Also known as the Buckeye State, Ohio has a long list of official state symbols, from its official bird, the cardinal, to its designated fruit, the tomato. But what kinds of fish represent the state? Furthermore, where can you catch them this upcoming summer? Read on as we explore Ohio’s state symbols, their unique history, and the fascinating struggle Ohioans have had with officially certifying their state fish.
Does Ohio Have an Official State Fish? It’s Complicated
Currently, Ohio does not officially have a state fish! While it does have a long list of official animal symbols and even a state fish fossil in the long-extinct Dunkleosteus, its potential state fish candidates have been the subject of much debate. Over the years, Ohio’s residents and even Ohio state legislators have suggested a wide range of native species to formally represent the state, including the yellow perch, the smallmouth bass, and even the bluegill.
However, out of all of the fish species Ohioans have proposed, one stands out as the most popular and beloved of all: the walleye, taxonomic name Sander vitreus. When the Columbus, Ohio-based news outlet, NBC4, held a poll to narrow down options to propose to state legislators in September 2021, the walleye claimed a whopping 27.5% of the votes. During NBC4’s initial survey where they asked readers and watchers to suggest species for the eventual poll, the walleye also made up around one-third of their total suggestions!
After tallying the votes and establishing the walleye as the definite victor, NBC4 contacted a long list of state legislators in hopes of introducing a bill to designate the fish as Ohio’s state symbol. Sen. Teresa Fedor (D-Toledo) was the first to respond and become the bill’s primary sponsor. Ultimately, though, the bill failed to get a vote in either of the state’s 134th General Assembly chambers in late 2021.
Interestingly, Ohio has struggled with deciding on its official state fish for decades now–since the 1980s, various state fish bills have been proposed, with every single one failing to get passed. Regardless, it’s clear the walleye has, time and time again, edged ahead of its competition. And, as we’ll touch on below, the species is vital to the state’s history and culture.
Interesting Facts About the Walleye Fish
Sometimes erroneously known as the yellow pike (the species isn’t related to pike but is rather a member of the perch family), the walleye gets its common name from its gleaming, pearlescent eyes. This is due to a layer of light-reflecting tissue, the tapetum lucidum, which reflects light through the fish’s retinas and greatly improves its night vision. However, it can’t see as well in well-lit conditions. This makes it primarily nocturnal, so it feeds in darker areas other fish often avoid.
As one of five species within the Sander genus, walleye are related to saugers and pikeperch. As we touched on above, these fish aren’t related to pike but superficially resemble them. The walleye in particular ranges from around 12 to 28 inches long and can weigh up to 29 pounds. Its long, narrow body is golden in color, with five grayish-brown saddle-like markings along its spine.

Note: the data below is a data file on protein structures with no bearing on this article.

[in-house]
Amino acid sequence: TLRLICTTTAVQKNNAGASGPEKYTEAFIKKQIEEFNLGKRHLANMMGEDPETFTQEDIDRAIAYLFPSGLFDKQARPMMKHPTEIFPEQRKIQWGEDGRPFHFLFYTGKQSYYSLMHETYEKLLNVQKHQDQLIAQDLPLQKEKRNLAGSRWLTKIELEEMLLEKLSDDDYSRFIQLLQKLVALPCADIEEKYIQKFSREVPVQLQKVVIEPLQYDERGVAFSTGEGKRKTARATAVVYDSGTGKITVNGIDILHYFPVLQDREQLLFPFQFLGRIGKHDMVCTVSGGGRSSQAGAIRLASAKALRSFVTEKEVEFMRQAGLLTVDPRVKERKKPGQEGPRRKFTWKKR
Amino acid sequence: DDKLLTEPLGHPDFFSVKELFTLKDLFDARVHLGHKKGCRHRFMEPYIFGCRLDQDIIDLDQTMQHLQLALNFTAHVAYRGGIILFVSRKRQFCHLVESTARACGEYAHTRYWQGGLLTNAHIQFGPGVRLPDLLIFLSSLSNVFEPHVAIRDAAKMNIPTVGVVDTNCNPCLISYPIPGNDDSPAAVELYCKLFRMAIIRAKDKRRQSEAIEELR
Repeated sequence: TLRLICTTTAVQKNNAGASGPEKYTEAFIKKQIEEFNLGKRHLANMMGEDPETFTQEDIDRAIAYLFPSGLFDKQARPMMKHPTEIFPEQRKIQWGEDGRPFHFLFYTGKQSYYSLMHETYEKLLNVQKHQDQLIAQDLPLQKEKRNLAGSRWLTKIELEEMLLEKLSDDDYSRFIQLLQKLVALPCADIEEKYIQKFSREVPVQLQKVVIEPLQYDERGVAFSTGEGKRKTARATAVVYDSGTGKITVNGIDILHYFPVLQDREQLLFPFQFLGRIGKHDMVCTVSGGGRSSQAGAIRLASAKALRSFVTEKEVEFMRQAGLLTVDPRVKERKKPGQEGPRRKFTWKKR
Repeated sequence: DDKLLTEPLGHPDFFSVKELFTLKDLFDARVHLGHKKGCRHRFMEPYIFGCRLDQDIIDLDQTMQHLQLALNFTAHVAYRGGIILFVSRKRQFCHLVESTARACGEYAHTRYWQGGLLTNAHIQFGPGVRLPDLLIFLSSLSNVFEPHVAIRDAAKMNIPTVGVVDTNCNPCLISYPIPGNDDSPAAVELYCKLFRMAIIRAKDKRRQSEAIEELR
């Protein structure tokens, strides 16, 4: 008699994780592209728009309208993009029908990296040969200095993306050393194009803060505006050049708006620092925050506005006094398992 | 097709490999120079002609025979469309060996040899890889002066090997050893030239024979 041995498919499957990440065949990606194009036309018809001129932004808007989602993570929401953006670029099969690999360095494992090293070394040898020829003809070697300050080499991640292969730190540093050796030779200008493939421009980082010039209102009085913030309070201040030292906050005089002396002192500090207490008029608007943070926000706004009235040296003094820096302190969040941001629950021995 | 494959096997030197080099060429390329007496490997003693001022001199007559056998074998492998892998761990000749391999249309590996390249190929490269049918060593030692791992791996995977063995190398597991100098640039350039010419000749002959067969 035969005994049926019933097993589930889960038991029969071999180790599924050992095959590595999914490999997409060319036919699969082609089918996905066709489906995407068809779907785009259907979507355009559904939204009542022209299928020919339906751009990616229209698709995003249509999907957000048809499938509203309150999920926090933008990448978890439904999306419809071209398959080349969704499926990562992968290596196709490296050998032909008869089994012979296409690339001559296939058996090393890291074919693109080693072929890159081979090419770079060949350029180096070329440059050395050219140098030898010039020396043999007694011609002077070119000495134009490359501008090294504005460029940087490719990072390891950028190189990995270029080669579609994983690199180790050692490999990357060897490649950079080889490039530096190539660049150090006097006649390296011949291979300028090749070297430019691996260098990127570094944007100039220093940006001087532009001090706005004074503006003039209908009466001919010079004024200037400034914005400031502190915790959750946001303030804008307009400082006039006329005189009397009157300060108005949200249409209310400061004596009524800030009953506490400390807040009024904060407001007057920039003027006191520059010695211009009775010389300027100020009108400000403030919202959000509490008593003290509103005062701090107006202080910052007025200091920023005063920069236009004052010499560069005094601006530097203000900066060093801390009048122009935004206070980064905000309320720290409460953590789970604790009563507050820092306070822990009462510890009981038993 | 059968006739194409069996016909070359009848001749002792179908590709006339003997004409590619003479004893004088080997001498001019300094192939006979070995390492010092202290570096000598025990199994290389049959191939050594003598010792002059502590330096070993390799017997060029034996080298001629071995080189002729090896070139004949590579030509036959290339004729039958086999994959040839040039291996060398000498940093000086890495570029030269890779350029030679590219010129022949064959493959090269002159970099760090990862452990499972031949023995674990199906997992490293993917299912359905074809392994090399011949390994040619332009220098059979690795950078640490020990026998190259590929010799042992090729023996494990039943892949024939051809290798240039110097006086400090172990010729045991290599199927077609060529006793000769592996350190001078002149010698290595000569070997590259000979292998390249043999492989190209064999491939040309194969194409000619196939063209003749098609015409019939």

Though it is chiefly native to the Upper Midwest, the walleye’s geographic range extends north into parts of southern Canada and east into New England. It has also been introduced to other parts of North America, with non-native populations being scattered across the western and northeastern United States. The walleye has long been an important food source for these regions. Deep-fried walleye is especially popular in Canada, as well as Ohio and the Great Lakes area.
Due to the walleye’s nocturnal nature and tendency to feed in turbid, uneasy waters, fishing for them can be challenging. Anglers search for the species in windy, low-light conditions where waters can be rough. Notably, many fondly refer to these conditions as the “walleye chop.”
Where Can You Catch Walleye in Ohio?
As a cool-water species, the walleye is fairly hardy and can be found throughout much of Ohio’s waters. It thrives in water temperatures of 65 to 70F, though it will attempt to feed as long as temperatures are above 40F or so. This means they’re available to Ohioan anglers practically year-round, perhaps aside from the very hottest days of late July and early August. Generally, though, walleye prefer cool, inland lakes. As we mentioned earlier, they are most active in more windy, choppy water conditions during the evening and pre-dawn hours.
One of Ohio’s prime spots for catching walleye is none other than Lake Erie along the state’s northern border. As the second-smallest and shallowest of the Great Lakes, it is an ideal habitat for the popular freshwater fish. Walleye fishing charters are especially common at Lake Erie during the spring and early summer months.
Lake Erie also boasts several tributaries that provide great spots to search for walleye. Northeastern Ohio’s Sandusky, Grand, and Portage Rivers all have healthy populations of the species. Incredibly, walleye can even be found in the notoriously highly-polluted Cuyahoga; however, you’re unlikely to find any specimens suitable for eating there.
However, if you’re looking for walleye fishing opportunities in southern Ohio, the Ohio River is the best and most accessible option by far. While Lake Erie covers much of the state’s northern border, the Ohio River flows along much of Ohio’s southeastern and southern borders. In particular, the late fall, winter, and early spring months are ideal for catching river walleye.
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